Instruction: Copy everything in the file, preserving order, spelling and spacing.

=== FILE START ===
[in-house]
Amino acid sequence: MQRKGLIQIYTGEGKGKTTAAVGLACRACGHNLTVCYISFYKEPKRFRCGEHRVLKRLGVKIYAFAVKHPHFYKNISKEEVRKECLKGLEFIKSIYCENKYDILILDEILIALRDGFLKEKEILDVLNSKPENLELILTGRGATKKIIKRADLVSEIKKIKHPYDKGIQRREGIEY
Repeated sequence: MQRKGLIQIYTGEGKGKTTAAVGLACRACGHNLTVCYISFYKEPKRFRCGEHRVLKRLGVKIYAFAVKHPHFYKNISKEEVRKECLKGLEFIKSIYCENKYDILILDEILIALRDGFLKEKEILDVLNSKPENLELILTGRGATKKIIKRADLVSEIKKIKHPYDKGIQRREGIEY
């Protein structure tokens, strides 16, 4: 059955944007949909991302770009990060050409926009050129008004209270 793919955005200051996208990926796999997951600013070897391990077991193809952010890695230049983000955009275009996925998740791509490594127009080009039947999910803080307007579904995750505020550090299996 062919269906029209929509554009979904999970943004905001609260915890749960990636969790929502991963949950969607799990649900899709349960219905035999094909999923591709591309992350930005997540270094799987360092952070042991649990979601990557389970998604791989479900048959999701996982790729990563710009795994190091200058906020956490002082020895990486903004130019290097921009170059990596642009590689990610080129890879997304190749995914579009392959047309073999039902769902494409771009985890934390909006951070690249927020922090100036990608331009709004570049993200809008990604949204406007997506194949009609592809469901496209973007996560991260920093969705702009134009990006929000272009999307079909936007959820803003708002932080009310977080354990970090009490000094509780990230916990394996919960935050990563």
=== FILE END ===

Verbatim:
[in-house]
Amino acid sequence: MQRKGLIQIYTGEGKGKTTAAVGLACRACGHNLTVCYISFYKEPKRFRCGEHRVLKRLGVKIYAFAVKHPHFYKNISKEEVRKECLKGLEFIKSIYCENKYDILILDEILIALRDGFLKEKEILDVLNSKPENLELILTGRGATKKIIKRADLVSEIKKIKHPYDKGIQRREGIEY
Repeated sequence: MQRKGLIQIYTGEGKGKTTAAVGLACRACGHNLTVCYISFYKEPKRFRCGEHRVLKRLGVKIYAFAVKHPHFYKNISKEEVRKECLKGLEFIKSIYCENKYDILILDEILIALRDGFLKEKEILDVLNSKPENLELILTGRGATKKIIKRADLVSEIKKIKHPYDKGIQRREGIEY
């Protein structure tokens, strides 16, 4: 059955944007949909991302770009990060050409926009050129008004209270 793919955005200051996208990926796999997951600013070897391990077991193809952010890695230049983000955009275009996925998740791509490594127009080009039947999910803080307007579904995750505020550090299996 062919269906029209929509554009979904999970943004905001609260915890749960990636969790929502991963949950969607799990649900899709349960219905035999094909999923591709591309992350930005997540270094799987360092952070042991649990979601990557389970998604791989479900048959999701996982790729990563710009795994190091200058906020956490002082020895990486903004130019290097921009170059990596642009590689990610080129890879997304190749995914579009392959047309073999039902769902494409771009985890934390909006951070690249927020922090100036990608331009709004570049993200809008990604949204406007997506194949009609592809469901496209973007996560991260920093969705702009134009990006929000272009999307079909936007959820803003708002932080009310977080354990970090009490000094509780990230916990394996919960935050990563």